German president lauds Israeli scientific cooperation

Wulff visits Hebrew University campus where dozens of projects being carried out together with research institutions in Germany.

By
November 29, 2010 03:26
2 minute read.
German President Christian Wulff

German President Christian Wulff. (photo credit: ASSOCIATED PRESS)

German universities and the Hebrew University of Jerusalem are collaborating on a large number of research projects – from understanding brain function to following the demented with global positioning system devices to document their cognitive decline – because of scientific excellence on both sides.

So said German Federal Republic President Christian Wulff, who on Sunday visited the HU campus on Mount Scopus to meet scientists and administrators and learn about their cooperation in dozens of projects with the University of Heidelberg and other research institutions in Germany.

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The 51-year-old president, who was elected just last summer, said he has followed such collaboration for some time as he previously was a member of the senate of the prestigious Max Planck Institute for the Advancement of Science. Wulff noted that Israel and Germany had scientific ties before they had diplomatic relations. It was pointed out that per capita, HU has the most joint research projects with German institutes.

An exhibition of original documents handwritten by Albert Einstein, previously on view in Jerusalem, is being shown in Germany, said Wulff, who added he was pleased that an additional agreement of scientific cooperation with Israeli academia will be signed next month.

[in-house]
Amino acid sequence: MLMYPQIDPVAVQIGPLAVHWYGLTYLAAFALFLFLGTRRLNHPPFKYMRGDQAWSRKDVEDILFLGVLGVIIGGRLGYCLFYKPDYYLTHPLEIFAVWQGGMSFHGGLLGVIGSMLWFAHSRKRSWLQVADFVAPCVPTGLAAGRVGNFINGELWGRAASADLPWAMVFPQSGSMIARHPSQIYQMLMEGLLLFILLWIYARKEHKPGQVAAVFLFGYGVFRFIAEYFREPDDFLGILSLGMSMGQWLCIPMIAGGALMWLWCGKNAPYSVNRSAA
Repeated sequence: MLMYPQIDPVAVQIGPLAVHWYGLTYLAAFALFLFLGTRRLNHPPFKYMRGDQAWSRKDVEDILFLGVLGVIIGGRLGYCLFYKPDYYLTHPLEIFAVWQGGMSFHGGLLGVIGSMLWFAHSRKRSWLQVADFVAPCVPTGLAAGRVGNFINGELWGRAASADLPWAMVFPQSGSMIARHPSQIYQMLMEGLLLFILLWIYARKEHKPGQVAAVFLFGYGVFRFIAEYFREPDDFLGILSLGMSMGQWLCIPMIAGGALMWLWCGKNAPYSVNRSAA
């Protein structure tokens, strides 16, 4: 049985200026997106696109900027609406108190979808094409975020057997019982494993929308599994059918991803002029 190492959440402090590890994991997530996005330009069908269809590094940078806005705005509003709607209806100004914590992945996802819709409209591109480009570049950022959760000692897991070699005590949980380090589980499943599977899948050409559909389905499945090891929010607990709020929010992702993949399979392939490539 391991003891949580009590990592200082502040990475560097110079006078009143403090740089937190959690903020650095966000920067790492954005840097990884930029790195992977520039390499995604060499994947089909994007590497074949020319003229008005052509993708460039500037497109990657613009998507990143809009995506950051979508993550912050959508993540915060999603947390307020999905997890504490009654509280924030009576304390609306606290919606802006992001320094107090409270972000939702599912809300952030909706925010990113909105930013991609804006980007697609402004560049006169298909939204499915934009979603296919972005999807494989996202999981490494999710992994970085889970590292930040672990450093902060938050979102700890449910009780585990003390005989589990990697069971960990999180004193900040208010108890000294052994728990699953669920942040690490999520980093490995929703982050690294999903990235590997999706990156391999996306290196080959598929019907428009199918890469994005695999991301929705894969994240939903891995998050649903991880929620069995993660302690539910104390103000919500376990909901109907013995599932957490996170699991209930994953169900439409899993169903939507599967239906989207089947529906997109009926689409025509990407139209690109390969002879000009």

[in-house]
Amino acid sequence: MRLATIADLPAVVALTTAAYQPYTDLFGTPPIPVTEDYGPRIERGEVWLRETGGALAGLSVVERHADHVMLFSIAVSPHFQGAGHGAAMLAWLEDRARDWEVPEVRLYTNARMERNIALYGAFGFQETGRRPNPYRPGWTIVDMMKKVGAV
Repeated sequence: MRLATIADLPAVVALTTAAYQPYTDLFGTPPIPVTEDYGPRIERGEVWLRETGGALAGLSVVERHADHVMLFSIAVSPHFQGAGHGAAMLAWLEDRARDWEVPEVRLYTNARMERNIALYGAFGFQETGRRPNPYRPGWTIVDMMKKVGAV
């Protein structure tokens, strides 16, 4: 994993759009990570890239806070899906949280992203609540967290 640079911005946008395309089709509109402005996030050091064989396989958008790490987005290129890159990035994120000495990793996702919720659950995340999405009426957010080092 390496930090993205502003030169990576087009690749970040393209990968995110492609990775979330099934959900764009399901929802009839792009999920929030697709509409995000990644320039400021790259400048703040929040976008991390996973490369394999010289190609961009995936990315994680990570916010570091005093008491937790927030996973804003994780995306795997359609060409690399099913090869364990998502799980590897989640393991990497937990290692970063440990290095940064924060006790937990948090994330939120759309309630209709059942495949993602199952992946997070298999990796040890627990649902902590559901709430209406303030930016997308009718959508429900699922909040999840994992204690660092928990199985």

HU president Prof. Menahem Ben-Sasson noted that a number of German researchers will receive honorary doctorates from his university in June. Ben-Sasson also presented Wulff with an English-language edition of a volume on the great Jewish physicist.

“Einstein once said that progress results from exchange of knowledge,” the German president said, with translation into English by an interpreter.

Wulff, who is on a state visit, said that “terror goes on in the world. We need to remember the victims of terror. It is very important for us to be concerned with the security of Israel.”

Dr. Noam Shoval of the HU’s geography department presented research by his and the University of Heidelberg’s scientists that uses GPS technology to trace the movements of people suffering from Alzheimer’s disease and related cognitive disorders.

Urban areas in Tel Aviv and the Rhine-Neckar metropolitan areas were the sites of such research, in which healthy and demented people in various stages of Alzheimer’s were fitted with GPS devices to see where they were going. Those with dementia walked within a limited circumference and a strange, irregular pattern compared to healthy subjects, said Shoval.

Auch studies could help in the diagnosis of diseases of cognitive decline, he said.

The research looked at how people move through space, what types of transportation they use, where they spend their time and how much of their time is spent at home. While the researchers are still gathering information on the project, they have already published 15 articles on their work.

Shoval noted that the GPS system could also be used to compare males and females.

“On Fridays, when healthy Israeli men should be helping their families to prepare Shabbat, they are more likely than women to go out,” he added with a smile.

The ability to understand a person’s intentions by “reading” his brain activity was discussed by Prof.

Eilon Vaadia, acting director of HU’s Edmond and Lily Safra Center for Brain Sciences. Two groups from Germany and two groups from Israel participated in the project.


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